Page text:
Charlie is not only acting as manager/custodian for the apartments that his grandmother owns, he also lives there. After coming home from his day job of teaching justice related courses at the local community college, he's often tired and aching. This doesn't stop him from noticing what goes on about him at the complex however, and so he encounters one very unusual young man who appears to be staying at the apartment of a photographer that Charlie knows quite well for his exhibitionism.
The young man in question seems irrepressible. Will is always quoting old movies, and has his hair is always different. He takes on a fascination with Charlie, and it doesn't take long for him to suss out that Charlie's hip bothers him a lot, and that a terrible accident left him broken in body as well as spirit, as well as retired from the police force. Charlie doesn't know what to do about this. He's no good at relationships, as his previous attempt at one, that ended at his accident, proved.
And then there is Charlie's family. He's the oldest male and his abuela has certain expectations of him. If she's not calling him to do something, his sisters are. Though his abuela also nags him to please find a man settle down with, so that his sisters will follow his example- but what would she make of this admittedly quirky twink? He somehow doesn't see his family, his job, and this Holly Golightly-esque young man ever meshing. Too bad his heart isn't listening.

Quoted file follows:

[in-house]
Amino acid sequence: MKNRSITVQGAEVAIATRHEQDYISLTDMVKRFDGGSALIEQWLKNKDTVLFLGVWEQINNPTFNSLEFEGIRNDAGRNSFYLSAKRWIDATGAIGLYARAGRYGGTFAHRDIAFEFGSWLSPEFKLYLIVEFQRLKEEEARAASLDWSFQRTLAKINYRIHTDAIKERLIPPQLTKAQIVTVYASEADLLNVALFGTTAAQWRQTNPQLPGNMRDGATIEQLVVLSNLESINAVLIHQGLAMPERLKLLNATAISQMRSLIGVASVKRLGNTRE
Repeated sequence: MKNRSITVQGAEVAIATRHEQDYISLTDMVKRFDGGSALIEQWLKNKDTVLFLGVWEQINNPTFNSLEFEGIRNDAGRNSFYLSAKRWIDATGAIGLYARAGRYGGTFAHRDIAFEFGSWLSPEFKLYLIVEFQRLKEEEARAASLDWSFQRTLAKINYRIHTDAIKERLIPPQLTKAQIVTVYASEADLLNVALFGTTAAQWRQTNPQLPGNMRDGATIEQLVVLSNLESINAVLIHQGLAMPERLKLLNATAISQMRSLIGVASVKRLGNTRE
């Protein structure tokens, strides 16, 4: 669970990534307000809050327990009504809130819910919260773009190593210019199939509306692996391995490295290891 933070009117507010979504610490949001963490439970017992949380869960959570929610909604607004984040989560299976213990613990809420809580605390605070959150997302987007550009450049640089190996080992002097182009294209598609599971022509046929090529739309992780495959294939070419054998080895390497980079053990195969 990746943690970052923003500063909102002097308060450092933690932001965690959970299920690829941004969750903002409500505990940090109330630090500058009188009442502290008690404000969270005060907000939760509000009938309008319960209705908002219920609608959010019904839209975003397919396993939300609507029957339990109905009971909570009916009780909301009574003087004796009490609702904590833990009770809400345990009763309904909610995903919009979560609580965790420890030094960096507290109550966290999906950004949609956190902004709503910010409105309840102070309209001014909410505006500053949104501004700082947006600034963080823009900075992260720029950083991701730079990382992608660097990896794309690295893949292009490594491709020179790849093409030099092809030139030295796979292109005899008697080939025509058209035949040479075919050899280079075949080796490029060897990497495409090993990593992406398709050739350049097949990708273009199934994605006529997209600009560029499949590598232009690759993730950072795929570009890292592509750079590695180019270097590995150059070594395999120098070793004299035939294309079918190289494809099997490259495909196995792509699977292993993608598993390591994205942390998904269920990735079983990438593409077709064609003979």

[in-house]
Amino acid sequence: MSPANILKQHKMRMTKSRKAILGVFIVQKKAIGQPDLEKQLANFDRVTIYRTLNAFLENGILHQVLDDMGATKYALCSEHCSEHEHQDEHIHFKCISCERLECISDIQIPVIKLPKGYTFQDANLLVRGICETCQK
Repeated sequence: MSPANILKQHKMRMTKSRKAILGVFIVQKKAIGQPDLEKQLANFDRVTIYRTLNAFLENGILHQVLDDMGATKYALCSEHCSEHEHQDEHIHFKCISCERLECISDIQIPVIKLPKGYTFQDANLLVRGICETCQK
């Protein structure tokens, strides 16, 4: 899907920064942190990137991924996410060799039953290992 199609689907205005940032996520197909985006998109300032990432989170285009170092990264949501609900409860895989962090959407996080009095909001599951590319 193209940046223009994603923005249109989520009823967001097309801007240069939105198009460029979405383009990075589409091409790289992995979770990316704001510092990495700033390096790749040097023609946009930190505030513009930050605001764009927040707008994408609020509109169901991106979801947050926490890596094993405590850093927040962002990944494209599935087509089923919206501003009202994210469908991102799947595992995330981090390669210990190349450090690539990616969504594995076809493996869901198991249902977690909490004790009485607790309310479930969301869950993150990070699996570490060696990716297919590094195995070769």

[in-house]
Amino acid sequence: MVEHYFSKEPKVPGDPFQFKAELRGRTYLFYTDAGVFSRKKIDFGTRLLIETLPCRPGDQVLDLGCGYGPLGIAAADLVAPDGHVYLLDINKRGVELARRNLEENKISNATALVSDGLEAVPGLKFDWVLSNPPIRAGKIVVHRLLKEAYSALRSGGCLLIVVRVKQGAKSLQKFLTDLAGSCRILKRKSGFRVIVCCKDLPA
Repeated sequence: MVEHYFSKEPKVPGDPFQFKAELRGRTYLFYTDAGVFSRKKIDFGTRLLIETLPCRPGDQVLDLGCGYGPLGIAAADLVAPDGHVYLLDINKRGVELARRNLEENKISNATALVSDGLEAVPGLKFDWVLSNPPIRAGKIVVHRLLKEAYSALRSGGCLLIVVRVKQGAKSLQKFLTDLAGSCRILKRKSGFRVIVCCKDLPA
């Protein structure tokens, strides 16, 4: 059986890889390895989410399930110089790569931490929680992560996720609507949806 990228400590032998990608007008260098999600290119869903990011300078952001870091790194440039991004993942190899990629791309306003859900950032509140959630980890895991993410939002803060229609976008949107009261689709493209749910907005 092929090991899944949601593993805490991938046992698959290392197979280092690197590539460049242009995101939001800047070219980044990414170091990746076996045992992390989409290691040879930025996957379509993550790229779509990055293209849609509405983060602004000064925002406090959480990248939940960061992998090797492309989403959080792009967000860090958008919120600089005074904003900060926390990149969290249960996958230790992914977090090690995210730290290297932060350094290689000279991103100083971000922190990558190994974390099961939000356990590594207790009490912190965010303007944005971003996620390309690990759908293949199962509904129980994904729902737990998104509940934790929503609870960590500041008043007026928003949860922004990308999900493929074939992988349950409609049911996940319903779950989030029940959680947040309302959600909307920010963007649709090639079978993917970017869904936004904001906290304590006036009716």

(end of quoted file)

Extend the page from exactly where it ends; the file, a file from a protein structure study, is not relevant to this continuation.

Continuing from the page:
Slowly, inexorably, Charlie is drawn out of his self imposed personal exile one movie quote at a time, and finds that he is desirable as well as worthy of love, even if he's not entire sure about the whole Bogart thing. He also finds that Will is a lot deeper than he he gave him credit for, with his own demons that he hides behind his façade. Between them, they might make up a whole, as long as the family accepts them both for who they really are, and who they want to be. Ultimately a tale of love, sacrifice, and family, it's a tender love story that moves slowly, never dragging, and that builds to a satisfying conclusion that leaves a gentle smile upon the heart.
This is available as a traditional dead tree edition, but can also be found in ebook format for fans of recycled electrons. I'd like to thank the publisher, Dreamspinner Press, for providing me with my review copy.